Originally Posted by Andy Todd
Cpt. Bill, you sound like the man to talk to.
There is a valve on the outlet, but that's open. I think both the flush water and waste saline come out of it.
The flush comes from the low pressurized house system. There's plenty of pressure there.
You mention the check valve in the high pressure pump could this be seized? It was run 2 months ago, but not since then. So yes it has been shut down a while.
Your pressure vessel will have two outlets and one inlet. Raw water
and flush water both should be coming in the inlet. The output side is the one with two outlets. and is on the opposite side of the pressure vessel from the inlet. One of the outputs (the larger one) is the discharge for both waste brine and waste flush water which goes directly through from the inlet. The outlet will go to a pressure control valve of some sort depending on the brand of water maker. This valve could be a a manual valve that you have to close to adjust the pressure or an automatic pressure regulating valve. If it's an automatic valve it is usually set to around 800 PSI. When you are using flush water and are running the pump this is way too much pressure and the membrane starts producing way more water than the product water outlet is designed to handle. If you have the pressure control valve wide open you are probably still going to have 100 psi or so on the system just due to resistance in the plumbing
caused by the various valves and restrictions. Because fresh water has no osmotic pressure to overcome it flows easily through the membrane. The product water outlet is the small one and is supposed to run with little or no back pressure. My membrane specifies less than 3 PSI which is probably pretty typical. If your pressure regulating valve is set to anything but wide open you are going to be increasing the pressure in the product water line simply because that small outlet cannot move huge volumes of water at once. Most of those small fittings, especially the push-in types are designed to hold at household water pressure and sometimes regulated pressure at that which is about 25 psi. Once the back pressure exceeds the limits something has to give. If your regulator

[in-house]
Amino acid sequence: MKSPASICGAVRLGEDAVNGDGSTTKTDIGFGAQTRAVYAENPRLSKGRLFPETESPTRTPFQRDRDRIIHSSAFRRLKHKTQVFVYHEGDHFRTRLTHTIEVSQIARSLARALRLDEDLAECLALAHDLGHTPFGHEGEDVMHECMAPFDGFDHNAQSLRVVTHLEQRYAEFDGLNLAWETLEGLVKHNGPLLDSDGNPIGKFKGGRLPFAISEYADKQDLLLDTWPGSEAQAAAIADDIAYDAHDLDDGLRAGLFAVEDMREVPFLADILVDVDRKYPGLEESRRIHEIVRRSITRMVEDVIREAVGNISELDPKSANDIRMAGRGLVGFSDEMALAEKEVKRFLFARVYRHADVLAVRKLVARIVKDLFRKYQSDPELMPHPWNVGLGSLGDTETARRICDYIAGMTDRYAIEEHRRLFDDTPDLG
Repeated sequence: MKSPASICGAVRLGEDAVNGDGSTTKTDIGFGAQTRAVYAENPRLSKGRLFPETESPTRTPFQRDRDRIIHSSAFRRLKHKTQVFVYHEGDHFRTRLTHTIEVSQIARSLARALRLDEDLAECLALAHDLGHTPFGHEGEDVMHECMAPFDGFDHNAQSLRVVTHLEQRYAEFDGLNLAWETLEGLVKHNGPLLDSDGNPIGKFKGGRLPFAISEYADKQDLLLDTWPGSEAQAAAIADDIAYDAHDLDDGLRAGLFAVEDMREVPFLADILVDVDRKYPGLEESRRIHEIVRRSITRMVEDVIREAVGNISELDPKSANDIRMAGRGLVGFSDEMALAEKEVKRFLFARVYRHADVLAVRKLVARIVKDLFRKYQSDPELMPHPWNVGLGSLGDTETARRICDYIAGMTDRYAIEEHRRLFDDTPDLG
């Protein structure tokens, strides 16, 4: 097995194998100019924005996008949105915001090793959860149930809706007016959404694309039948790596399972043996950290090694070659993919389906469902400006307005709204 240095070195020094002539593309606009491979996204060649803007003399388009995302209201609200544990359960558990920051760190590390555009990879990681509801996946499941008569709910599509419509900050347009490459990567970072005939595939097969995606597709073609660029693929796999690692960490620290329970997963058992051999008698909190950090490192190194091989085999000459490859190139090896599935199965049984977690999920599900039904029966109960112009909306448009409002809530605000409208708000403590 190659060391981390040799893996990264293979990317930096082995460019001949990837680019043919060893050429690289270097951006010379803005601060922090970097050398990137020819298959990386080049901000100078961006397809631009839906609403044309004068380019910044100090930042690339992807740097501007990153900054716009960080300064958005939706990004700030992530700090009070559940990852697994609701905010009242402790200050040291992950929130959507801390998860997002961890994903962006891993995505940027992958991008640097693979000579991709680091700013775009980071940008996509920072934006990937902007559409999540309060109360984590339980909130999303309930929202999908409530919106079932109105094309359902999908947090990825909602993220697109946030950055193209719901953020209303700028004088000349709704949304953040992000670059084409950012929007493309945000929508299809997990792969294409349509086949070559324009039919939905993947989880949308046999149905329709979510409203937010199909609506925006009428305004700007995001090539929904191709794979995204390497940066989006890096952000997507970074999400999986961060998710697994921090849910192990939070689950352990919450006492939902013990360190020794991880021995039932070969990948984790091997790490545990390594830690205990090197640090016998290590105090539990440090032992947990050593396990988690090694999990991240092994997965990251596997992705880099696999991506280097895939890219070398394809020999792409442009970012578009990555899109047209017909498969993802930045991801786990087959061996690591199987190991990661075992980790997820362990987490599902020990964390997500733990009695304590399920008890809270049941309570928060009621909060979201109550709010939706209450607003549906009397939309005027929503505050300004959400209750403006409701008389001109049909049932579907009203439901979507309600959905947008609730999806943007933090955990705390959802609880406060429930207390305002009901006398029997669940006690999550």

valve is wide open you are not likely to exceed the flow and pressure on the product water side as long as the product water has an escape route
. One normally has a diversion valve on the product outlet to steer the product water to the storage
tank or to waste. When flushing
one normally sets the diversion valve to waste and dumps the product water overboard
or to a hose to a bucket or waste water container. Sometimes the product water waste line will have a valve on it somewhere and it must be opened when diverting the output to the waste line or the pressure in the product line will climb almost instantly and pop off the weakest point in the product water line. Most diversion valves can divert the product water to either the tank or waste lines, but if the handle is placed in the intermediate position it shuts off the outlet to either one. In this position there is no place for the product water to go at all and pressure will build almost instantly and pop the weakest link in your product water line. While it is possible that your product water waste outlet is plumbed to your brine outlet this is unlikely as most systems allow one to collect product water not going into the tank for pickling and membrane cleaning
(using acid or alkaline cleaner not just fresh water flushing). I think I've pretty much covered what can cause your product water line to be over pressurized.